Emerging pedagogies in Higher Education
Cutting through ‘either-or’ binaries with a heteroglossic plurilingual lens
Keywords:e-learning, higher education, monolingualism, multilingualism, translanguaging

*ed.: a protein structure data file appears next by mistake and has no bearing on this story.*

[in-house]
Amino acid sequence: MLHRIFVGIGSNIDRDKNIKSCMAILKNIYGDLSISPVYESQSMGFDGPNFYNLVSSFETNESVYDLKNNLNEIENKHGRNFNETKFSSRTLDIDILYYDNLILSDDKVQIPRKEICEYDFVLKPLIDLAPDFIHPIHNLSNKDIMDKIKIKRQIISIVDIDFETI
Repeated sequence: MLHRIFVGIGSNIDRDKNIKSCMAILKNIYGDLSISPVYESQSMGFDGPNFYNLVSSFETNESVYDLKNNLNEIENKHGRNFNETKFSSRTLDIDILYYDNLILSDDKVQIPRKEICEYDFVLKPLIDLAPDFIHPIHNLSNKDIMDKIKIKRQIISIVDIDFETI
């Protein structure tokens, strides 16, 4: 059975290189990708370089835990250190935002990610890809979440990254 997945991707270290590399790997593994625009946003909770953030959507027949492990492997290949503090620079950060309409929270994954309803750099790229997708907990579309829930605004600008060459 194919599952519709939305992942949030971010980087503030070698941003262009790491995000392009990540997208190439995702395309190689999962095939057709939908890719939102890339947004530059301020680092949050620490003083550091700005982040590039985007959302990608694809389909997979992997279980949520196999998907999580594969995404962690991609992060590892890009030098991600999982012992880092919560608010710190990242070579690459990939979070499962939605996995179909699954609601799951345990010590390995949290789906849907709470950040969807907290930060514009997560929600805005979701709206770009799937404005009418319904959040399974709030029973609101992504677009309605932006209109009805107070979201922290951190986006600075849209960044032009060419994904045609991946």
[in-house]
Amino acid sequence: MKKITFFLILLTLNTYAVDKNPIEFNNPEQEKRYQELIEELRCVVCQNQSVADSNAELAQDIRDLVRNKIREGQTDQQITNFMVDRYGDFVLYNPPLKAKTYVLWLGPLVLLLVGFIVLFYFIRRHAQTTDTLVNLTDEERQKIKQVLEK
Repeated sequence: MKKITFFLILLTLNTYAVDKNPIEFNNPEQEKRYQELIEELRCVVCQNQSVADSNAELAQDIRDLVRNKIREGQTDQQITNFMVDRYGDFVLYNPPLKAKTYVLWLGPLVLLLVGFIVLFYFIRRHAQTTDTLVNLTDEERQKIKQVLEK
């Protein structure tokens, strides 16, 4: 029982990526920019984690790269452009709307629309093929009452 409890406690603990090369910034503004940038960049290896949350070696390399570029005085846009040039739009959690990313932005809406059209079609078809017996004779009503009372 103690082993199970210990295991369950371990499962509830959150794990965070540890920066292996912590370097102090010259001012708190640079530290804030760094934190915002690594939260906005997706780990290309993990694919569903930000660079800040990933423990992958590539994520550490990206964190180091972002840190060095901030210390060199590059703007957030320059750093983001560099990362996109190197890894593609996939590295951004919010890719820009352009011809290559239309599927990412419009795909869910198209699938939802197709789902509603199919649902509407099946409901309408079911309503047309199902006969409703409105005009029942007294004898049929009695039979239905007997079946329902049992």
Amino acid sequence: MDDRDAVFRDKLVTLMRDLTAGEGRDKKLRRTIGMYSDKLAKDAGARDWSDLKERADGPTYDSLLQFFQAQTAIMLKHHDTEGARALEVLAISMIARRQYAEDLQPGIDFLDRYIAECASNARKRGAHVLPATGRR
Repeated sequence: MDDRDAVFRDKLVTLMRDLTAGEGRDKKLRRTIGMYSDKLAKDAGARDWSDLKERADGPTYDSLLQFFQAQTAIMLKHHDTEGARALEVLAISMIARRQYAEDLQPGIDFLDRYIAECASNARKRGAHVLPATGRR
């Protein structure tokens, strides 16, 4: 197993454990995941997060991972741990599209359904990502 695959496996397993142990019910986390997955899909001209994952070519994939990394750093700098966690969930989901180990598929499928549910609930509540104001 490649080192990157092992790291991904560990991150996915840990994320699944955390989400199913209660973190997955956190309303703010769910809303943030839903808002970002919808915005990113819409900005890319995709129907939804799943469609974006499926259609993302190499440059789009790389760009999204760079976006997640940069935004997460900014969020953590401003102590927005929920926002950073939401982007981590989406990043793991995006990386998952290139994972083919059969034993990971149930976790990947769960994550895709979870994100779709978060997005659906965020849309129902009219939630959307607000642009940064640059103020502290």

Technology use can introduce fundamental pedagogical changes that are integral to achieving significant academic improvements in higher education. When used to support learning, technology permeates higher education with digital learning mechanisms; enlarges course offerings and instructional alternatives; facilitates learning 24 hours a day; develops 21st century skills; enables greater student motivation; and facilitates deeper comprehension of concepts. The use of technology also has the potential to modify learning by instituting a new model of intertwined instruction. Present-day multilingual technology has transcended the debate about language dominating the educational space. Instead, it is now a question of how progressive multilinguals act diﬀerently as they take part in current opportunities oﬀered by the various languages on the web. The appreciation and embracing of heteroglossic perspectives in e-learning repudiate inscribed ideologies that posit monolingualism as the default norm in education. Through a sociolinguistic lens focusing on the Funds of Knowledge theory, this article seeks to explore the role language plays in e-learning and how educators can use multilingualism as a teaching/learning resource in higher education. The study presents results from a mixed methods approach in which 42 purposively sampled distance teacher education undergraduate students were taught through English and Shona. Data was collected through focus group interviews and a written assessment activity. Quantitative data suggests an improved performance while qualitative data presents an acknowledgement by students of the efficacy of multilingual pedagogy. The article recommends the use of multilingual approaches in today’s linguistically diverse e-learning higher education classrooms. It further justifies acknowledging that multilingualism is not new, even if the dramatic secularisation of the term seems recent.
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